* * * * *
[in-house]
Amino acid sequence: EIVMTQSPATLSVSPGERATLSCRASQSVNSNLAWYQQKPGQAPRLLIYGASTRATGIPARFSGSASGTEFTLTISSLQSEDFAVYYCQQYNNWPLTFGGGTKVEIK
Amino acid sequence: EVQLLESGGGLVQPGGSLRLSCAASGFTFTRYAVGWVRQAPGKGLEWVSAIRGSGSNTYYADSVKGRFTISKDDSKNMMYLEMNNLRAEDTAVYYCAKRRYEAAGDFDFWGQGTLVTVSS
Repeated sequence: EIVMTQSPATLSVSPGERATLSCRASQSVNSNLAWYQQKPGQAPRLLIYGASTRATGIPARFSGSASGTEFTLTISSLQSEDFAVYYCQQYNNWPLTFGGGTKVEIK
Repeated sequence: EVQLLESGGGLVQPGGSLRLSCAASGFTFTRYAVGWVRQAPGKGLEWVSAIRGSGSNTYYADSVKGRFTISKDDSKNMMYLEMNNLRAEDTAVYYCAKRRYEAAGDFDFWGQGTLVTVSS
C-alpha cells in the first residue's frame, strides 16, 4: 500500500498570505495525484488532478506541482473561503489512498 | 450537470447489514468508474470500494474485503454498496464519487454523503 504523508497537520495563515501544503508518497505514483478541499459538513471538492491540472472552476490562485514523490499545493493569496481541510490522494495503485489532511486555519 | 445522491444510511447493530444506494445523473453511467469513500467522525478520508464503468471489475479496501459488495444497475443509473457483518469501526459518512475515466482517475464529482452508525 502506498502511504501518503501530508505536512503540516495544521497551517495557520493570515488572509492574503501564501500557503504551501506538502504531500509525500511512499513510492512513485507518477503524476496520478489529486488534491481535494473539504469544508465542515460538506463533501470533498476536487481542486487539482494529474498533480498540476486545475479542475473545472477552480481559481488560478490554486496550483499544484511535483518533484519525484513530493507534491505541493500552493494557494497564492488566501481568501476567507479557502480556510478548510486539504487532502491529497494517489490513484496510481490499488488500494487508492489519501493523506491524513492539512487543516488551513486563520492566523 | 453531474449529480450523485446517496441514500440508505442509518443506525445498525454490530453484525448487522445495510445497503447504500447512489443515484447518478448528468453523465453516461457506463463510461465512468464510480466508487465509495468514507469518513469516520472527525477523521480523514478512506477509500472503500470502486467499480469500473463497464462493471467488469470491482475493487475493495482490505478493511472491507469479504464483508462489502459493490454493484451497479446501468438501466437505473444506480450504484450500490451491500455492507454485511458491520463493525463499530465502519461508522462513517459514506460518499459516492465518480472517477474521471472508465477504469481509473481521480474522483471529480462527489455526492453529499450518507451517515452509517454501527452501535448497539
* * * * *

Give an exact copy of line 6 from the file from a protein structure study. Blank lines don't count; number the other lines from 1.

C-alpha cells in the first residue's frame, strides 16, 4: 500500500498570505495525484488532478506541482473561503489512498 | 450537470447489514468508474470500494474485503454498496464519487454523503 504523508497537520495563515501544503508518497505514483478541499459538513471538492491540472472552476490562485514523490499545493493569496481541510490522494495503485489532511486555519 | 445522491444510511447493530444506494445523473453511467469513500467522525478520508464503468471489475479496501459488495444497475443509473457483518469501526459518512475515466482517475464529482452508525 502506498502511504501518503501530508505536512503540516495544521497551517495557520493570515488572509492574503501564501500557503504551501506538502504531500509525500511512499513510492512513485507518477503524476496520478489529486488534491481535494473539504469544508465542515460538506463533501470533498476536487481542486487539482494529474498533480498540476486545475479542475473545472477552480481559481488560478490554486496550483499544484511535483518533484519525484513530493507534491505541493500552493494557494497564492488566501481568501476567507479557502480556510478548510486539504487532502491529497494517489490513484496510481490499488488500494487508492489519501493523506491524513492539512487543516488551513486563520492566523 | 453531474449529480450523485446517496441514500440508505442509518443506525445498525454490530453484525448487522445495510445497503447504500447512489443515484447518478448528468453523465453516461457506463463510461465512468464510480466508487465509495468514507469518513469516520472527525477523521480523514478512506477509500472503500470502486467499480469500473463497464462493471467488469470491482475493487475493495482490505478493511472491507469479504464483508462489502459493490454493484451497479446501468438501466437505473444506480450504484450500490451491500455492507454485511458491520463493525463499530465502519461508522462513517459514506460518499459516492465518480472517477474521471472508465477504469481509473481521480474522483471529480462527489455526492453529499450518507451517515452509517454501527452501535448497539